Change of average stick size over decades?

Johnny K

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Realize that the Vic BR sticks were nothing like what Buddy used. He used a number of different sticks over his career, from Rogers, Slingerland, and Ludwig. Cappella made a model typical of his sticks that were slightly thinner than 5a with a teardrop bead. I have a couple of pair, and they are much lighter and faster than the Vic’s.

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I knew. I only have a couple pair. I like the Jack D sticks more. Almost a 5b Diameter but same length as the BR ones. Found them recently in a natural finish. Good stick for hitting harder than swing. Thanks for the info on the Capellas. I’m going to check those out.
 

ThomFloor

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Question wasn't whether a range of stick sizes were produced during any time period. Perhaps I'll re-iterate the question here with the key word 'use'

Was there an evolution to using larger stick sizes with more amplified music through the 70's? Did 7A stay in use mostly in lower volume jazz? Was 5A as commonly used in the 60's as today?

Some of you guys were around and it sounds like the answer is maybe not.
 

chollyred

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Back in the 60s when I started playing, I used ProMark 2Bs (oak). As time marched on, I ended up playing 5ANs for a long time. Tried the Dave Weckl signatures for a while, but they felt slick, and I really didn't like the tiny barrel tips. Now that good old arthritis is setting in, I find that I hang onto the 2Bs better now.
 

moodman

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I started in'61 used 5A's and 7A's,($.50 a pr then) switched to 5B's in the '90's
I can play whisper quiet or loud as hell with 5B's, don't need rods or small sticks for low volume.
I knew a jazz player who used 'Pencil sticks' back then, have't seen those available for a long time.
 

Igen Drum Sticks

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Question wasn't whether a range of stick sizes were produced during any time period. Perhaps I'll re-iterate the question here with the key word 'use'

Was there an evolution to using larger stick sizes with more amplified music through the 70's? Did 7A stay in use mostly in lower volume jazz? Was 5A as commonly used in the 60's as today?

Some of you guys were around and it sounds like the answer is maybe not.
 

Igen Drum Sticks

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I can tell you over the last 35 years, daily lately I am making larger sticks with thicker necks occasionally vintage 15 a and quite a few 11a but to me the trend is for fat thick sticks rarely 7a. That being said, the drummers are often touring punk bands and I think stick size at least for me has been following the music being played.
 

Tmcfour

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I've come down to a 1a. I had a hard time hding on to 5a's when I started playing so my drum teacher suggested larger sticks. Worked pretty well. I of course took it an extreme and was playing a kit with full on marching sticks. But with age and wisdom I realized that I was fatigued to quickly using those and gradually moved down. First to regal 3000s (unless those are the marching stick, so it could be the 9000) then to vic firth american metal (Tommy Lee sig at the time) and then Vater Rock and finally the Vater 1a.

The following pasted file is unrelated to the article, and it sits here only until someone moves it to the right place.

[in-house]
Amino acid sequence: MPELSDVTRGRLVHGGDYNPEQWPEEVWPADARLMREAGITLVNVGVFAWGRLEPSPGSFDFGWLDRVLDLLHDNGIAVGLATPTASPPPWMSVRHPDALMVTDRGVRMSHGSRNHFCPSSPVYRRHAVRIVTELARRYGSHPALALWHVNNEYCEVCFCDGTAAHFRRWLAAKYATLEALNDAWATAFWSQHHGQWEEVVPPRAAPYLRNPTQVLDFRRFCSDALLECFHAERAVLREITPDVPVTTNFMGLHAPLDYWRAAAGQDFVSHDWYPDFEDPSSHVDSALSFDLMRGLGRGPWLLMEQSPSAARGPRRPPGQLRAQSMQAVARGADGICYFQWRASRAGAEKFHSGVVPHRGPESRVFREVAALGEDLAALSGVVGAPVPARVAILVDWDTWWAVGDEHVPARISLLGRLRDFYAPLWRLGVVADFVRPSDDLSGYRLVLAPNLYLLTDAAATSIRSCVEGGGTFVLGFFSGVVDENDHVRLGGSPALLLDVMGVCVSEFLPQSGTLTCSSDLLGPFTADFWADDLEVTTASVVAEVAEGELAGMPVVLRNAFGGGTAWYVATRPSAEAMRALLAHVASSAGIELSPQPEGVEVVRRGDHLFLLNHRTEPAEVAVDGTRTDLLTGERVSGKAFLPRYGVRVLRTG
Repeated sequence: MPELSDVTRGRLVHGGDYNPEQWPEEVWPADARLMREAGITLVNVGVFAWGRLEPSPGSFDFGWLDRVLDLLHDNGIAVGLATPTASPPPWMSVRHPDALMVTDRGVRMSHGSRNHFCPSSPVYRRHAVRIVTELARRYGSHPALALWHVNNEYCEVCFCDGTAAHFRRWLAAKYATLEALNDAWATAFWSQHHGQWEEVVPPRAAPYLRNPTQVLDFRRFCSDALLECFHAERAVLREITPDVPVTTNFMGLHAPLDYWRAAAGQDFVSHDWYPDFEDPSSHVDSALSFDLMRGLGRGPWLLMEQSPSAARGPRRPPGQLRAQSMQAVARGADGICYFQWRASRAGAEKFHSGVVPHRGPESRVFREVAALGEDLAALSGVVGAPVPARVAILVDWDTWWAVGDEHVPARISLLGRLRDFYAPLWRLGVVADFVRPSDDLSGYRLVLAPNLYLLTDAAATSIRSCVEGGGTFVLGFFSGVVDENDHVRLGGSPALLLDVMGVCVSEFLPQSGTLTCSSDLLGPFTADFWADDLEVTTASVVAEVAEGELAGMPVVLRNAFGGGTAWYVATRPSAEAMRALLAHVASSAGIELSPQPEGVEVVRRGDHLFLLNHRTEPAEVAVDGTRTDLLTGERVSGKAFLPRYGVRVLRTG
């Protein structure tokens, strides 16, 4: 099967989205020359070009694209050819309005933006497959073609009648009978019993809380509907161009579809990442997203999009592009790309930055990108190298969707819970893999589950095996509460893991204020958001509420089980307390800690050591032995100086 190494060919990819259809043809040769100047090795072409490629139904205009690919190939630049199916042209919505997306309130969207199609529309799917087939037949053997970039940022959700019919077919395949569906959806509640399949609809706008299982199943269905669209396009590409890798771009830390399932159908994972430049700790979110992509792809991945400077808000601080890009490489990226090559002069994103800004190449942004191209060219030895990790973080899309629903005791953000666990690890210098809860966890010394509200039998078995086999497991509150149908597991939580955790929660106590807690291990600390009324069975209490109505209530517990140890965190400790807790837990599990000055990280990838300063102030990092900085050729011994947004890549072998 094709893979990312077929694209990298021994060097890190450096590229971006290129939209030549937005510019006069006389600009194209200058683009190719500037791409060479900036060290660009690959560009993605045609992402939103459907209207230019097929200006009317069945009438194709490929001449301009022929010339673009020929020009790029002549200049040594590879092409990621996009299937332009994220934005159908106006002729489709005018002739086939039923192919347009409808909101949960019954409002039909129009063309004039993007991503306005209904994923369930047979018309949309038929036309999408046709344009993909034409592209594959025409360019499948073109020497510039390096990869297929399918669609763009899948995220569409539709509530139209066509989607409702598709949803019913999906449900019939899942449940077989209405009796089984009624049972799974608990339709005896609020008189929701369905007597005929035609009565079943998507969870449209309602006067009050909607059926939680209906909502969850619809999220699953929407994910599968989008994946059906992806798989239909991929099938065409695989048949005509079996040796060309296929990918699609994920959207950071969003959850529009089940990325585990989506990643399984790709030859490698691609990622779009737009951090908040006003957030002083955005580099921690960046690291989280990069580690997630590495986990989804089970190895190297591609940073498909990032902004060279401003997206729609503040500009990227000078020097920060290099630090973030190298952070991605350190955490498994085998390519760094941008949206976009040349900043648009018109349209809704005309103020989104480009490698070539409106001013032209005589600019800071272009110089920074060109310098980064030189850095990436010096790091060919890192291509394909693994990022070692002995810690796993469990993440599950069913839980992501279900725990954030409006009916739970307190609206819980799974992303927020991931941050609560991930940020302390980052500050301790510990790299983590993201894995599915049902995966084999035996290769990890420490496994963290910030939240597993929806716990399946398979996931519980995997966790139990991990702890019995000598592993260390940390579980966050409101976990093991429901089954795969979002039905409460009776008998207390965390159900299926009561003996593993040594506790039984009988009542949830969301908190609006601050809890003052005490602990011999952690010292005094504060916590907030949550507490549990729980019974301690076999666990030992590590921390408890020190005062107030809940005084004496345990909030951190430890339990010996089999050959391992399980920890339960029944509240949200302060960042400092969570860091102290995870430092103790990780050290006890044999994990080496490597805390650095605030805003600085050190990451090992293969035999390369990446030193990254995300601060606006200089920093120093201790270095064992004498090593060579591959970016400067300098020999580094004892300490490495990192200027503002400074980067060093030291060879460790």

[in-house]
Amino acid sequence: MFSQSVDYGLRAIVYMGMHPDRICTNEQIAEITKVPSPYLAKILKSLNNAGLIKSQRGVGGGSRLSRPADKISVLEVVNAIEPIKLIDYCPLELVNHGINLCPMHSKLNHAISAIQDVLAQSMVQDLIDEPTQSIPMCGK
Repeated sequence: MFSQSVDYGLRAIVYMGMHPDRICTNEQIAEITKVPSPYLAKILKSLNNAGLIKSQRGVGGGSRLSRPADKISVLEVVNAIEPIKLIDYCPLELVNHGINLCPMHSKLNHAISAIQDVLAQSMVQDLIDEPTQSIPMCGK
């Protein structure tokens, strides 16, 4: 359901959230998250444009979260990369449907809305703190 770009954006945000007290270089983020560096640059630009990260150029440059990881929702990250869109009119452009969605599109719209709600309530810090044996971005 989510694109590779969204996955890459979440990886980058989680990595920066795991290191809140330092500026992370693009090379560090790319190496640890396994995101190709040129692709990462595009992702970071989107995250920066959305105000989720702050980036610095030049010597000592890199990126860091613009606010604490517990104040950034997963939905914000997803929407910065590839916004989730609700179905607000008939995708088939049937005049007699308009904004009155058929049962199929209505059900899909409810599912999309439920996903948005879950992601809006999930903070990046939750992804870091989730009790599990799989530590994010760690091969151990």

gwbasley

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I started in'61 used 5A's and 7A's,($.50 a pr then) switched to 5B's in the '90's
I can play whisper quiet or loud as hell with 5B's, don't need rods or small sticks for low volume.
I knew a jazz player who used 'Pencil sticks' back then, have't seen those available for a long time.
Regal "Combo's" qualify as pencil stick...still available.
 

gwbasley

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Question wasn't whether a range of stick sizes were produced during any time period. Perhaps I'll re-iterate the question here with the key word 'use'

Was there an evolution to using larger stick sizes with more amplified music through the 70's? Did 7A stay in use mostly in lower volume jazz? Was 5A as commonly used in the 60's as today?

Some of you guys were around and it sounds like the answer is maybe not.
5As were around, in fact Regal's "Rock" model was a 5A by all standards but it had a larger tip. The same model today is a bit fatter with a shorter taper.
 

jaymandude

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I’d agree that it follows the trends in music. Some jazz drummers favor bigger sticks, they might get more control. Louis Hayes and Greg Hutchinson come to mind. But they younger punk and rock drummers? Big lumber for sure
 

cplueard

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The bigger trend I've noticed is that they're definitely longer. It seems like it gets less and less common to see things under 16" as far as drumset sticks go. I'm waiting on the average to be 16.5 so there's even more options available.
 

rondrums51

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For many years I only played Regal Tips. Sticks that I still have from the 70's and even 80's were thinner in diameter and had longer tapers.

I have hung on to these sticks and kept them alive with sanding and shellac...they fill a gap not available today.
That's interesting. Perhaps the stick makers increased the sizes of their models to accommodate rock players.

I bought a block of Regal Tip 5A nylons about 8 years ago. They didn't seem any different from the ones I remember from the 70's. I still have some of them.

But maybe things have changed since then, or my memory is bad! :occasion5:
 
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